I have been thinking about the 2 of you the last few days and was hoping to see another chapter in your long journey to complete the Appy.

    Take care,and I must wish you two God’s speed and safety to the end of the line and beyond.

    • Mike says:

      Perry, as always, thanks for staying tuned in to the Mel and Mike Hike show! Your positive comments always brighten things for us! Tomorrow, we’ll have use of real computers, so expect more updates (with photos)!

  4. Kathy says:

    Good gravy! You guys are doing great, and your commentaries certainly bring us along w/ you on the trail (vicarious vacation!). Keep those toes going north, now that you’ve had your time to recoup — and if you need a quick break tomorrow, check out Woodstock — very cool little town/village. My husband and I stayed at our first bed & breakfast there two years ago (Woodstocker Boutique Inn) and enjoyed visiting the Marsh-Billings-Rockefeller National Historic Park house/farm. Hope your weather is not too hot/humid!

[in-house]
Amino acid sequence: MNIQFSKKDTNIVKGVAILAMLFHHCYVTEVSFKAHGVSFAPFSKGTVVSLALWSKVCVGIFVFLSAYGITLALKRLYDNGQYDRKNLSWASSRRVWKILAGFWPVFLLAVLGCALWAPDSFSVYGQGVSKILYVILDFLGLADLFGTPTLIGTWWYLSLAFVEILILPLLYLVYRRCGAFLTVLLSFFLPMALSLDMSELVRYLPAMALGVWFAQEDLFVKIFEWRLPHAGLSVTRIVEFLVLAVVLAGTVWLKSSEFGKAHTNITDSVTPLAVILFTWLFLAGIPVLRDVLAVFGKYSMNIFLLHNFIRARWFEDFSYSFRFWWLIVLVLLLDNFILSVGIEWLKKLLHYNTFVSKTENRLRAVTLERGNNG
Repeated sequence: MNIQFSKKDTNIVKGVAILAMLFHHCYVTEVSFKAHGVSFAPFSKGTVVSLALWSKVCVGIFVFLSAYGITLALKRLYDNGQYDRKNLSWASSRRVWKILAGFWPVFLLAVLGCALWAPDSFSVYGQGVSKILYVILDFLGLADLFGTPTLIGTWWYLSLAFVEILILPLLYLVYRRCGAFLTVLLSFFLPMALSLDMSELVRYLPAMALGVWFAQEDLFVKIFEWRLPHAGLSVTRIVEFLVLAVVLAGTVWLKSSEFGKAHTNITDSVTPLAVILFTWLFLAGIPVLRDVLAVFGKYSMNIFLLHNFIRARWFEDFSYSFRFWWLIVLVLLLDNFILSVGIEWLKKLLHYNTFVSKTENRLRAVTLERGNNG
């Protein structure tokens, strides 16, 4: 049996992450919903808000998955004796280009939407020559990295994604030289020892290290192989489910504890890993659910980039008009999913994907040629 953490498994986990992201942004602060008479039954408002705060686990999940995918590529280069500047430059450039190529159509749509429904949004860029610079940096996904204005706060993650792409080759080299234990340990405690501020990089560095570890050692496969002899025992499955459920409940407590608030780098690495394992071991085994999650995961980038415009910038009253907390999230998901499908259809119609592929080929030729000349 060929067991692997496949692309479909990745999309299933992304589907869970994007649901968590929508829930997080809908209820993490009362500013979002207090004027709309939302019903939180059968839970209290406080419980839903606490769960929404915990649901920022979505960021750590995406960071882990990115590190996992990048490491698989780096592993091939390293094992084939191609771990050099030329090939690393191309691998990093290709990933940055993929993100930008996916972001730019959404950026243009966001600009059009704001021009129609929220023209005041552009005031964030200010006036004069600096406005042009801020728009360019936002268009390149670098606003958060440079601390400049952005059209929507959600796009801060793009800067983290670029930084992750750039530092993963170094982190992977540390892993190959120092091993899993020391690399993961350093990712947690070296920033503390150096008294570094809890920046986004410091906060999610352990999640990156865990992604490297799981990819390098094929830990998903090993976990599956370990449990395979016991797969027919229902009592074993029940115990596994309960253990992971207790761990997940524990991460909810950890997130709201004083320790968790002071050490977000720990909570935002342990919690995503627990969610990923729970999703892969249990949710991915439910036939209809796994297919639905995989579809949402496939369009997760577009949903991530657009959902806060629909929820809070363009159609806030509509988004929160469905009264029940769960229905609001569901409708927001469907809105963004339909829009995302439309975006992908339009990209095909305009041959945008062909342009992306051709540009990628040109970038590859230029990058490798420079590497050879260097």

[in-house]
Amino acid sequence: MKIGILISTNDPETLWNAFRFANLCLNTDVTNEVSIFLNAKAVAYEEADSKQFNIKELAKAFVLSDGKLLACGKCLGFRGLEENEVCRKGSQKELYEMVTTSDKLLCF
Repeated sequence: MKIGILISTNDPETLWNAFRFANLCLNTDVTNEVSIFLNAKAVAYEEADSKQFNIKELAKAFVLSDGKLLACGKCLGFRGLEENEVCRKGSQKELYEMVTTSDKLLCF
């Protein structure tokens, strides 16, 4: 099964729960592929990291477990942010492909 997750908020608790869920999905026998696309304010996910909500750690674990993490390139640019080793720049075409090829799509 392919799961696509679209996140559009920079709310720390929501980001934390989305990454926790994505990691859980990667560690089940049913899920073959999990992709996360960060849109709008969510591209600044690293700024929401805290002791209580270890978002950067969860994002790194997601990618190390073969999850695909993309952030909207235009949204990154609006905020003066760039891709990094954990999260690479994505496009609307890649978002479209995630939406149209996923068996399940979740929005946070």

5. June and Scott says:

    Hi Mel and Mike,
    I am sending this message in hopes that you do remember staying in the same shelter with Scott and me in NC/TN in April. It was the Curly Maple Shelter. Scott loved Mels camera.
    Scott and I hiked the Mahoosic Trail/AT June 20th to 22nd . This trail starts in NH and goes in to ME. The Mahoosic Notch was unbelievable, that all I am going to say. I do hope that you both will contact Scott and me when you get to the Franconia Notch. We are just a hop, skip and a jump from the area.

    While hiking the Mahoosic Trail, we game across two South Bounders, we also came across a North Bounder, can’t remember his trail name. We met him on 6/21 and he would be done in 11 days!

    Waiting to hear from you, having met you both back in April and now you are here in our state, it is amazing!!!


    June and Scott

  6. Beth Paulson says:

    When I saw your title, I thought it was going to be “It Must Be the Beginning of the End” which it really is in a way for you two hikers. It’s hard to believe you’re in Vermont, but the miles don’t lie. You have sure met a lot of people on this trek–wonder if you’ll meet up with any of them again…I’m sure what you and your dad have done, Melissa, will be life-changing. It’s okay not to know just how yet. Enjoy being a college freshman or do you feel a little like high school senior when you meet those SOBOs?